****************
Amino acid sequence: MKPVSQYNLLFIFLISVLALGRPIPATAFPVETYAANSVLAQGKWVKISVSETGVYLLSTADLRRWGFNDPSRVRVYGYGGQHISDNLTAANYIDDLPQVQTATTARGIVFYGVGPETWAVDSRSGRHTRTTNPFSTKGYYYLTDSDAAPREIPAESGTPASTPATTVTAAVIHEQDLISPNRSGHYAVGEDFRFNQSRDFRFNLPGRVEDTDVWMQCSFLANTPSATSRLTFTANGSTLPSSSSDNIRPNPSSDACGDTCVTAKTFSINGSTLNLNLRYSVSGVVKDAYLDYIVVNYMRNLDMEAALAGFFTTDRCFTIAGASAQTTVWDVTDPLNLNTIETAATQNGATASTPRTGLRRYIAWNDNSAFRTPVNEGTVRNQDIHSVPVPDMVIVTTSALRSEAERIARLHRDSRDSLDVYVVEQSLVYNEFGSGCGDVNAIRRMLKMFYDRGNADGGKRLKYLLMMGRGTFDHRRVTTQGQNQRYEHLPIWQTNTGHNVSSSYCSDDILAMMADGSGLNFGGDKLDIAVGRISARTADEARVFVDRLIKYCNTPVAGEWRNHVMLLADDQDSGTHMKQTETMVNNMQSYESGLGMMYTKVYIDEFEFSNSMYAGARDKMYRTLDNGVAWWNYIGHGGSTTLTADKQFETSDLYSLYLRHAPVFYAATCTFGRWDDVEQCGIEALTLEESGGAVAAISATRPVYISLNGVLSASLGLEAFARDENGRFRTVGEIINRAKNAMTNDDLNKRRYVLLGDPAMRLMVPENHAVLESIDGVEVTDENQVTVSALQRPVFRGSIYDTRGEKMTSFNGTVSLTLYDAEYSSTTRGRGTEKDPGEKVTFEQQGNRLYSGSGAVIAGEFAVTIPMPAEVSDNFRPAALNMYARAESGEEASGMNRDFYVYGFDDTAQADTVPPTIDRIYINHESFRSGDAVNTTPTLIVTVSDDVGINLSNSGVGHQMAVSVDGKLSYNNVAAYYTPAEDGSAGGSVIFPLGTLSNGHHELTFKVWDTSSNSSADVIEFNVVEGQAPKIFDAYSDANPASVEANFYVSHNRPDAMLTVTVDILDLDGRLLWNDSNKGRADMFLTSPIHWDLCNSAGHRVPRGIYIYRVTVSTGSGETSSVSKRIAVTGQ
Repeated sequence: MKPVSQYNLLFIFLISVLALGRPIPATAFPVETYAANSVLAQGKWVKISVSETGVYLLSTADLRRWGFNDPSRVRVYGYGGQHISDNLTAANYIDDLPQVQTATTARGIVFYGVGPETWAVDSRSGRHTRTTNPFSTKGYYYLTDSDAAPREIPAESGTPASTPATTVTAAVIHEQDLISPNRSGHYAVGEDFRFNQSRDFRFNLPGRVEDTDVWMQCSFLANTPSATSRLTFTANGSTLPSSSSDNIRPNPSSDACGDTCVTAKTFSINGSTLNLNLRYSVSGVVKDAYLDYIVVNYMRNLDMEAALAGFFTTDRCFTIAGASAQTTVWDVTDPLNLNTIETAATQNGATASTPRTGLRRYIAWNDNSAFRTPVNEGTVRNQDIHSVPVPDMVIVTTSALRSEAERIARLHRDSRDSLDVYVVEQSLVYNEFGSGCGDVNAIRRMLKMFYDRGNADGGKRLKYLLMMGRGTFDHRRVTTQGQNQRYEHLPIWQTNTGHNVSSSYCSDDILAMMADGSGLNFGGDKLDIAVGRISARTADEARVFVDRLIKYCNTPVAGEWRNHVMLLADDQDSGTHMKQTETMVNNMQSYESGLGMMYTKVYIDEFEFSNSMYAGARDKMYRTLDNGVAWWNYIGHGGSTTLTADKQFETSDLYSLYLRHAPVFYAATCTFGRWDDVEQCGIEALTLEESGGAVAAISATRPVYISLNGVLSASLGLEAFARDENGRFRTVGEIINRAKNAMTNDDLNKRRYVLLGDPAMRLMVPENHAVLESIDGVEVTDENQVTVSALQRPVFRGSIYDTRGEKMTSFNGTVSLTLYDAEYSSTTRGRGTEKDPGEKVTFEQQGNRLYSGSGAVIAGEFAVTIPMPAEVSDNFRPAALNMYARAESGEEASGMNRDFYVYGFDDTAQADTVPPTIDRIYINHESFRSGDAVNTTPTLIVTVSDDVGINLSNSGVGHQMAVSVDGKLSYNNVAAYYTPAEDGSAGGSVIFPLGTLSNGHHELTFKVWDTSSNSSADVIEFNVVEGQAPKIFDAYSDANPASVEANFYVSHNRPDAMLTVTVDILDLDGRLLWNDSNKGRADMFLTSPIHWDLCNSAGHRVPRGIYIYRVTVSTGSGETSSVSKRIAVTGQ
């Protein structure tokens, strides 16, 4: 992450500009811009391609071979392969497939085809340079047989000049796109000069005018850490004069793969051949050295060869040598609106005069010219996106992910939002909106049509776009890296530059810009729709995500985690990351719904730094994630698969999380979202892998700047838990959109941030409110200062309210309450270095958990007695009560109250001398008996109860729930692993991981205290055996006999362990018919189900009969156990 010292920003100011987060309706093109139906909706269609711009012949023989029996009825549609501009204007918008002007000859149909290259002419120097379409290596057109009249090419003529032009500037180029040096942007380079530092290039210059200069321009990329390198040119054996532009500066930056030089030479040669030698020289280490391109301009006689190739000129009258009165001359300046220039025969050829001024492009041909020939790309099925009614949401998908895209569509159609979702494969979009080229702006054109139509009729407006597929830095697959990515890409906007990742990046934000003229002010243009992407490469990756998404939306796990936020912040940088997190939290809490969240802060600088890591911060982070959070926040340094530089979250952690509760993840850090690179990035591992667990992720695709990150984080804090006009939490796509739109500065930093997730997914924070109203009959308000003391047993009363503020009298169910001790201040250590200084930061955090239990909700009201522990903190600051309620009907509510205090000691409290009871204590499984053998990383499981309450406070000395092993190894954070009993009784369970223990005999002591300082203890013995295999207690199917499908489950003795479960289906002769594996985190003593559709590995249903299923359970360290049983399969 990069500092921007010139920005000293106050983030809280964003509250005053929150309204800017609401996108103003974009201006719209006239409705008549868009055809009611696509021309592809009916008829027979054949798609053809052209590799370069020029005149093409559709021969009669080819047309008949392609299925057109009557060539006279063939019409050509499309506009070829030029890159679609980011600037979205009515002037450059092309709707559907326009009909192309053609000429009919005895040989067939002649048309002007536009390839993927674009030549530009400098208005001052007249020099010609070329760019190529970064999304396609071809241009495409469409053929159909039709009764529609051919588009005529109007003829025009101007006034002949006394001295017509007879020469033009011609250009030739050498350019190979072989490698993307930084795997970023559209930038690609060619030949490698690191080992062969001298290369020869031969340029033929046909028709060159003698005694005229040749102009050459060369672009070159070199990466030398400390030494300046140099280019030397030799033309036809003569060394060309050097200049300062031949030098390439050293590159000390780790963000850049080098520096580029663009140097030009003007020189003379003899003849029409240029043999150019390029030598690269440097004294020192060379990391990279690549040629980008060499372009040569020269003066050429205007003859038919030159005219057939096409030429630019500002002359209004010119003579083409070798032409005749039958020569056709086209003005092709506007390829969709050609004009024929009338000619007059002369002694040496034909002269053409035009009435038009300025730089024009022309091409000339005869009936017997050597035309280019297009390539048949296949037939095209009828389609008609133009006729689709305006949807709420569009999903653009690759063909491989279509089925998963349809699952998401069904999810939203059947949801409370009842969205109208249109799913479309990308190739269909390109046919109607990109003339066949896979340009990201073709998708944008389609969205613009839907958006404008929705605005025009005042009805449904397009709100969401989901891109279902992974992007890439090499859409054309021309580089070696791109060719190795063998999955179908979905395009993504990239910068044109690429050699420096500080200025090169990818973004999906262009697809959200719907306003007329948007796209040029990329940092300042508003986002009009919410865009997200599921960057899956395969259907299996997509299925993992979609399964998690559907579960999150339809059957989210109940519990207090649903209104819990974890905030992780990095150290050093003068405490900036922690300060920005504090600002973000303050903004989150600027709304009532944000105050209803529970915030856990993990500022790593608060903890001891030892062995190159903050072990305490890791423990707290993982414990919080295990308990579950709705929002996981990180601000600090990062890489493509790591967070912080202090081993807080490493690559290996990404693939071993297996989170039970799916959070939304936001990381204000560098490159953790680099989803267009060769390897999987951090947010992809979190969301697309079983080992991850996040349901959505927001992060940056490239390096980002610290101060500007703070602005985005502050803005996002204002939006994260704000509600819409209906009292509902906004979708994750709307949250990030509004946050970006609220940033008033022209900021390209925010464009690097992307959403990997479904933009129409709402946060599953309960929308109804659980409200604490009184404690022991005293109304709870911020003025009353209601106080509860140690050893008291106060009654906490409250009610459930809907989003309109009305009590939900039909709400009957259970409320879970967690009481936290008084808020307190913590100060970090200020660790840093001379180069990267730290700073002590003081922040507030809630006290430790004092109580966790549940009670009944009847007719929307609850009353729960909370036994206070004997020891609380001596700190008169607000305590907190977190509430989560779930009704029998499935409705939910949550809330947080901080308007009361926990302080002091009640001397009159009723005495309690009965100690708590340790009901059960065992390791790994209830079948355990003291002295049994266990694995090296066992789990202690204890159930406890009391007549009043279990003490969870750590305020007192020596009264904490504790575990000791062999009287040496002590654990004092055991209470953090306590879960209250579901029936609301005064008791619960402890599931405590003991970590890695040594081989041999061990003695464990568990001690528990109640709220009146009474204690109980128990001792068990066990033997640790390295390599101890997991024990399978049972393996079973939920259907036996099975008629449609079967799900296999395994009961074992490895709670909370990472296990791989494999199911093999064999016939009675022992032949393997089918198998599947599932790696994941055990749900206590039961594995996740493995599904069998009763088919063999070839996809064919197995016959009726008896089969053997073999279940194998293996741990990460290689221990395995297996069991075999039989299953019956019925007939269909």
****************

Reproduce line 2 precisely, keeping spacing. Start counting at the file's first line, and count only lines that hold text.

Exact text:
Repeated sequence: MKPVSQYNLLFIFLISVLALGRPIPATAFPVETYAANSVLAQGKWVKISVSETGVYLLSTADLRRWGFNDPSRVRVYGYGGQHISDNLTAANYIDDLPQVQTATTARGIVFYGVGPETWAVDSRSGRHTRTTNPFSTKGYYYLTDSDAAPREIPAESGTPASTPATTVTAAVIHEQDLISPNRSGHYAVGEDFRFNQSRDFRFNLPGRVEDTDVWMQCSFLANTPSATSRLTFTANGSTLPSSSSDNIRPNPSSDACGDTCVTAKTFSINGSTLNLNLRYSVSGVVKDAYLDYIVVNYMRNLDMEAALAGFFTTDRCFTIAGASAQTTVWDVTDPLNLNTIETAATQNGATASTPRTGLRRYIAWNDNSAFRTPVNEGTVRNQDIHSVPVPDMVIVTTSALRSEAERIARLHRDSRDSLDVYVVEQSLVYNEFGSGCGDVNAIRRMLKMFYDRGNADGGKRLKYLLMMGRGTFDHRRVTTQGQNQRYEHLPIWQTNTGHNVSSSYCSDDILAMMADGSGLNFGGDKLDIAVGRISARTADEARVFVDRLIKYCNTPVAGEWRNHVMLLADDQDSGTHMKQTETMVNNMQSYESGLGMMYTKVYIDEFEFSNSMYAGARDKMYRTLDNGVAWWNYIGHGGSTTLTADKQFETSDLYSLYLRHAPVFYAATCTFGRWDDVEQCGIEALTLEESGGAVAAISATRPVYISLNGVLSASLGLEAFARDENGRFRTVGEIINRAKNAMTNDDLNKRRYVLLGDPAMRLMVPENHAVLESIDGVEVTDENQVTVSALQRPVFRGSIYDTRGEKMTSFNGTVSLTLYDAEYSSTTRGRGTEKDPGEKVTFEQQGNRLYSGSGAVIAGEFAVTIPMPAEVSDNFRPAALNMYARAESGEEASGMNRDFYVYGFDDTAQADTVPPTIDRIYINHESFRSGDAVNTTPTLIVTVSDDVGINLSNSGVGHQMAVSVDGKLSYNNVAAYYTPAEDGSAGGSVIFPLGTLSNGHHELTFKVWDTSSNSSADVIEFNVVEGQAPKIFDAYSDANPASVEANFYVSHNRPDAMLTVTVDILDLDGRLLWNDSNKGRADMFLTSPIHWDLCNSAGHRVPRGIYIYRVTVSTGSGETSSVSKRIAVTGQ